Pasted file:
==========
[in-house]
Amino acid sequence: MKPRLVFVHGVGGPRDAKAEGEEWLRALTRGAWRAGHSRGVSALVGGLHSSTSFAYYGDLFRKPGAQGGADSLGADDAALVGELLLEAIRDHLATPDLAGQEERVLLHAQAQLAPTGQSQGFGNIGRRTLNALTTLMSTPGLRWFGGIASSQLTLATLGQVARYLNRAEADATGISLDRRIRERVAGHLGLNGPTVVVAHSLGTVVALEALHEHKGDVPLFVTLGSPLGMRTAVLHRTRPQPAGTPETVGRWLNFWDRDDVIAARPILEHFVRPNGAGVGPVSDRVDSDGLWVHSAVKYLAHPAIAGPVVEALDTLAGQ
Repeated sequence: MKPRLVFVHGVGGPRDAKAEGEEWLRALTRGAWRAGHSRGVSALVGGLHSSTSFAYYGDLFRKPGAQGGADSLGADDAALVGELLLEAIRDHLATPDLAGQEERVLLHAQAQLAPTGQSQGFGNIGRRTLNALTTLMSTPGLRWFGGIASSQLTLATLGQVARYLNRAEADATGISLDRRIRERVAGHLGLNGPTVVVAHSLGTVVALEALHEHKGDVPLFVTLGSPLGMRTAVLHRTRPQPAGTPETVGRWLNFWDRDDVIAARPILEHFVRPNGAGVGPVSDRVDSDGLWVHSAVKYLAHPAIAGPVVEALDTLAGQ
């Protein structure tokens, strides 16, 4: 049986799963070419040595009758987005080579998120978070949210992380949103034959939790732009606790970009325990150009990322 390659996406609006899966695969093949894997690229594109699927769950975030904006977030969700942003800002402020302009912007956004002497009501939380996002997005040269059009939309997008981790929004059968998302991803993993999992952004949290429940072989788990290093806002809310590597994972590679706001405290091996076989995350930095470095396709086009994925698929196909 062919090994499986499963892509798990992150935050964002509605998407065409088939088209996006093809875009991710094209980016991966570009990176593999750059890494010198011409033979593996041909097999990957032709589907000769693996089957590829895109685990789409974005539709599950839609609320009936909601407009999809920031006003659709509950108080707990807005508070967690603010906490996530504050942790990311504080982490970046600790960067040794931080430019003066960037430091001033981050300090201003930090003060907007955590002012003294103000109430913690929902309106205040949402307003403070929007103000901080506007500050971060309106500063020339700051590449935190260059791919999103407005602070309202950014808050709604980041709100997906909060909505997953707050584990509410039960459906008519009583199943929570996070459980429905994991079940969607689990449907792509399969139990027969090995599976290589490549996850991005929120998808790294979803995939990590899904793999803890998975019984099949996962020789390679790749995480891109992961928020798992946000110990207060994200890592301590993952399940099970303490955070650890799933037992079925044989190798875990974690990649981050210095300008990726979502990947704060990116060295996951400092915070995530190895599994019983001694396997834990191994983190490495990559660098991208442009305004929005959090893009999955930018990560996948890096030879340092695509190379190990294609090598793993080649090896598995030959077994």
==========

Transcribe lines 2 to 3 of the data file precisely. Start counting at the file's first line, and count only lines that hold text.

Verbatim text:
Amino acid sequence: MKPRLVFVHGVGGPRDAKAEGEEWLRALTRGAWRAGHSRGVSALVGGLHSSTSFAYYGDLFRKPGAQGGADSLGADDAALVGELLLEAIRDHLATPDLAGQEERVLLHAQAQLAPTGQSQGFGNIGRRTLNALTTLMSTPGLRWFGGIASSQLTLATLGQVARYLNRAEADATGISLDRRIRERVAGHLGLNGPTVVVAHSLGTVVALEALHEHKGDVPLFVTLGSPLGMRTAVLHRTRPQPAGTPETVGRWLNFWDRDDVIAARPILEHFVRPNGAGVGPVSDRVDSDGLWVHSAVKYLAHPAIAGPVVEALDTLAGQ
Repeated sequence: MKPRLVFVHGVGGPRDAKAEGEEWLRALTRGAWRAGHSRGVSALVGGLHSSTSFAYYGDLFRKPGAQGGADSLGADDAALVGELLLEAIRDHLATPDLAGQEERVLLHAQAQLAPTGQSQGFGNIGRRTLNALTTLMSTPGLRWFGGIASSQLTLATLGQVARYLNRAEADATGISLDRRIRERVAGHLGLNGPTVVVAHSLGTVVALEALHEHKGDVPLFVTLGSPLGMRTAVLHRTRPQPAGTPETVGRWLNFWDRDDVIAARPILEHFVRPNGAGVGPVSDRVDSDGLWVHSAVKYLAHPAIAGPVVEALDTLAGQ